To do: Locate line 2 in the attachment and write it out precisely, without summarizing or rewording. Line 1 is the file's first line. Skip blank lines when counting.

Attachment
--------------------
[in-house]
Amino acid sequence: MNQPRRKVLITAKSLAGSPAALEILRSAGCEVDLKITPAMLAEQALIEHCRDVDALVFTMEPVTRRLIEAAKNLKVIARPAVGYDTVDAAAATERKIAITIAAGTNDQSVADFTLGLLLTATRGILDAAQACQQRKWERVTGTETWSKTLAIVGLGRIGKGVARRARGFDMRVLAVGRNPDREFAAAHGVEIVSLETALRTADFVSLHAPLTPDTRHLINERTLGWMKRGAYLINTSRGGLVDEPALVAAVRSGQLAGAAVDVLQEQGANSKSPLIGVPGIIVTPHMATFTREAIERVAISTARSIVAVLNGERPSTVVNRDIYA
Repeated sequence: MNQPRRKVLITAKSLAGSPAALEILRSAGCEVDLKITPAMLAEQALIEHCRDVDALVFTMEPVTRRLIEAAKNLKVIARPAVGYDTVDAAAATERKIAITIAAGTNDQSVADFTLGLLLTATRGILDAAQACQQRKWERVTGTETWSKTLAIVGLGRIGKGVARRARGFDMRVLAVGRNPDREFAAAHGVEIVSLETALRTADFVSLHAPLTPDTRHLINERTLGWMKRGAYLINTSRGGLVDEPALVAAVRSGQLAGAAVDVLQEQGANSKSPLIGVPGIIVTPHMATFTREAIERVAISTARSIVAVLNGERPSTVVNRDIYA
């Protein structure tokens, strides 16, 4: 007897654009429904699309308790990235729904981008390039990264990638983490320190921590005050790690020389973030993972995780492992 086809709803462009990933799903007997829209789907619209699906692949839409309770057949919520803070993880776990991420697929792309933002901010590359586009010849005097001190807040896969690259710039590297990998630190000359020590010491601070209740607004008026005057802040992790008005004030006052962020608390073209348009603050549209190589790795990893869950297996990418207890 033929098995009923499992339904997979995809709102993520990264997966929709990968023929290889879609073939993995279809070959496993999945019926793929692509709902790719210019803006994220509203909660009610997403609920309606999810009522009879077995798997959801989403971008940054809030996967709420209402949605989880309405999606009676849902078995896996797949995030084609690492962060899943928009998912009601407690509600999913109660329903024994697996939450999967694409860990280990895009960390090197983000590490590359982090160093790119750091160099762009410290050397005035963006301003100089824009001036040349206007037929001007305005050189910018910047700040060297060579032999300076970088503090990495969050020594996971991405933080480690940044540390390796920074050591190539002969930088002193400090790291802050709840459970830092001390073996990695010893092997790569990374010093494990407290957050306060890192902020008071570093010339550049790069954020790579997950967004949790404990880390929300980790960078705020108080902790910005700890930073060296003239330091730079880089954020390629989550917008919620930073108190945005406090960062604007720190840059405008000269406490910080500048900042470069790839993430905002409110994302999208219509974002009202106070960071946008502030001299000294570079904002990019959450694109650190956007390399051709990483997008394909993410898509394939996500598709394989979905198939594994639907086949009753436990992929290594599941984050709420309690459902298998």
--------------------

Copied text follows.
Amino acid sequence: MNQPRRKVLITAKSLAGSPAALEILRSAGCEVDLKITPAMLAEQALIEHCRDVDALVFTMEPVTRRLIEAAKNLKVIARPAVGYDTVDAAAATERKIAITIAAGTNDQSVADFTLGLLLTATRGILDAAQACQQRKWERVTGTETWSKTLAIVGLGRIGKGVARRARGFDMRVLAVGRNPDREFAAAHGVEIVSLETALRTADFVSLHAPLTPDTRHLINERTLGWMKRGAYLINTSRGGLVDEPALVAAVRSGQLAGAAVDVLQEQGANSKSPLIGVPGIIVTPHMATFTREAIERVAISTARSIVAVLNGERPSTVVNRDIYA